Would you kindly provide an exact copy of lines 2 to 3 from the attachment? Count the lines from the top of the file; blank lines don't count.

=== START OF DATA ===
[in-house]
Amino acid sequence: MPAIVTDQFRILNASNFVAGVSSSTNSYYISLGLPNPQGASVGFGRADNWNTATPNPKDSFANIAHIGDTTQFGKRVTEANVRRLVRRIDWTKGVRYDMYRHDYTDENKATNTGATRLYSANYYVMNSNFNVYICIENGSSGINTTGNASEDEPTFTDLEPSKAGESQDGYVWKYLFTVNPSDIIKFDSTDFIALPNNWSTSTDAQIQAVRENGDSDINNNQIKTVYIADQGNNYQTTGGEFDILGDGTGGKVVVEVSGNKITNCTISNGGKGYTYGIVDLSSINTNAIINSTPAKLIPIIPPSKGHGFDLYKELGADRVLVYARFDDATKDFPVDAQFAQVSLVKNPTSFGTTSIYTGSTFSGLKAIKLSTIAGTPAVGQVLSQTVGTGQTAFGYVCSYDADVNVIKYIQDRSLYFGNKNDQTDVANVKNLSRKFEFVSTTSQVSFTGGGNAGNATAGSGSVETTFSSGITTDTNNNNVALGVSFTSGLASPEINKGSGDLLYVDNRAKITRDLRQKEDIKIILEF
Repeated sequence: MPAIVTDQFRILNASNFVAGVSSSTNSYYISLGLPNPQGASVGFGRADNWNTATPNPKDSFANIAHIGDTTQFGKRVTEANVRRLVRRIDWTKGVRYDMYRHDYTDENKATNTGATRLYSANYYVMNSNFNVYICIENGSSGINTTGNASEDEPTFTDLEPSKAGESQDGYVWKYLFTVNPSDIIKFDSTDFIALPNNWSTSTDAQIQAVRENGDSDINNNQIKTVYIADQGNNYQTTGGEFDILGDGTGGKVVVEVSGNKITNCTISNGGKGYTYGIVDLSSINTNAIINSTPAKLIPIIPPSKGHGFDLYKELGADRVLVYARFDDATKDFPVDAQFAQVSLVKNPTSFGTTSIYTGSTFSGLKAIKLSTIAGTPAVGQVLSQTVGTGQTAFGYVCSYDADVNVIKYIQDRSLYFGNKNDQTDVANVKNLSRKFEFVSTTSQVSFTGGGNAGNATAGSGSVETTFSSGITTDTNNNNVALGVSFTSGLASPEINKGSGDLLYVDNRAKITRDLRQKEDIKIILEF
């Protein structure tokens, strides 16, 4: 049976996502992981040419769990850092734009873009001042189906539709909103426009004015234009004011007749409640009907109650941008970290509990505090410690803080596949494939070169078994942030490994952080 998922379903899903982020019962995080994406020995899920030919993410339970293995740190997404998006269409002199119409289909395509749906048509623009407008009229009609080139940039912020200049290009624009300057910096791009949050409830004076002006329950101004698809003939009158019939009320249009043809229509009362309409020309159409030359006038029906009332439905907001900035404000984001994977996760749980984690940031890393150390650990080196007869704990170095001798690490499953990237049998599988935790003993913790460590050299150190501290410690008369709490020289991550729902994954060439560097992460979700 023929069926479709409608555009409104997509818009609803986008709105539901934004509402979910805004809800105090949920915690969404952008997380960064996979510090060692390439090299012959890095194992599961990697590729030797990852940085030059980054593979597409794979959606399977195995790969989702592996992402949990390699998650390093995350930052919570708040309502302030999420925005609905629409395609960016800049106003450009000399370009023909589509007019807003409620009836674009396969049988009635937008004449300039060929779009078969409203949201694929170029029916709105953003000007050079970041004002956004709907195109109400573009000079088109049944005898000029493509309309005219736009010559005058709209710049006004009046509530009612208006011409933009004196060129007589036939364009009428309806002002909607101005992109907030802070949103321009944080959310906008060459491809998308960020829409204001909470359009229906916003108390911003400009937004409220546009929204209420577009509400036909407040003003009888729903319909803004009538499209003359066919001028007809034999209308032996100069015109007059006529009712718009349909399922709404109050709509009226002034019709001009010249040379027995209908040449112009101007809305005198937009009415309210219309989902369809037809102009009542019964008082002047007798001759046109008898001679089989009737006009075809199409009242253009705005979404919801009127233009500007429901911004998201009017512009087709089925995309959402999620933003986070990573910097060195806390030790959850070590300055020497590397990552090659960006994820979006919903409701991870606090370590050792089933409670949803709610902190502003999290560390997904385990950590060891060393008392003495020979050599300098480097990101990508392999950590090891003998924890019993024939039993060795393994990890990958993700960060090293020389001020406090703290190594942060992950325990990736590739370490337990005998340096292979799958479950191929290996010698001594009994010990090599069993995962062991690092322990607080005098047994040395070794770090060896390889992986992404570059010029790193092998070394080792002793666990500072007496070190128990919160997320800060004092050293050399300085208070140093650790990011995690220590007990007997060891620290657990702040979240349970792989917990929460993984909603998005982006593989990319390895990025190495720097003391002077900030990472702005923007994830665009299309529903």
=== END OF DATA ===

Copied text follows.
Amino acid sequence: MPAIVTDQFRILNASNFVAGVSSSTNSYYISLGLPNPQGASVGFGRADNWNTATPNPKDSFANIAHIGDTTQFGKRVTEANVRRLVRRIDWTKGVRYDMYRHDYTDENKATNTGATRLYSANYYVMNSNFNVYICIENGSSGINTTGNASEDEPTFTDLEPSKAGESQDGYVWKYLFTVNPSDIIKFDSTDFIALPNNWSTSTDAQIQAVRENGDSDINNNQIKTVYIADQGNNYQTTGGEFDILGDGTGGKVVVEVSGNKITNCTISNGGKGYTYGIVDLSSINTNAIINSTPAKLIPIIPPSKGHGFDLYKELGADRVLVYARFDDATKDFPVDAQFAQVSLVKNPTSFGTTSIYTGSTFSGLKAIKLSTIAGTPAVGQVLSQTVGTGQTAFGYVCSYDADVNVIKYIQDRSLYFGNKNDQTDVANVKNLSRKFEFVSTTSQVSFTGGGNAGNATAGSGSVETTFSSGITTDTNNNNVALGVSFTSGLASPEINKGSGDLLYVDNRAKITRDLRQKEDIKIILEF
Repeated sequence: MPAIVTDQFRILNASNFVAGVSSSTNSYYISLGLPNPQGASVGFGRADNWNTATPNPKDSFANIAHIGDTTQFGKRVTEANVRRLVRRIDWTKGVRYDMYRHDYTDENKATNTGATRLYSANYYVMNSNFNVYICIENGSSGINTTGNASEDEPTFTDLEPSKAGESQDGYVWKYLFTVNPSDIIKFDSTDFIALPNNWSTSTDAQIQAVRENGDSDINNNQIKTVYIADQGNNYQTTGGEFDILGDGTGGKVVVEVSGNKITNCTISNGGKGYTYGIVDLSSINTNAIINSTPAKLIPIIPPSKGHGFDLYKELGADRVLVYARFDDATKDFPVDAQFAQVSLVKNPTSFGTTSIYTGSTFSGLKAIKLSTIAGTPAVGQVLSQTVGTGQTAFGYVCSYDADVNVIKYIQDRSLYFGNKNDQTDVANVKNLSRKFEFVSTTSQVSFTGGGNAGNATAGSGSVETTFSSGITTDTNNNNVALGVSFTSGLASPEINKGSGDLLYVDNRAKITRDLRQKEDIKIILEF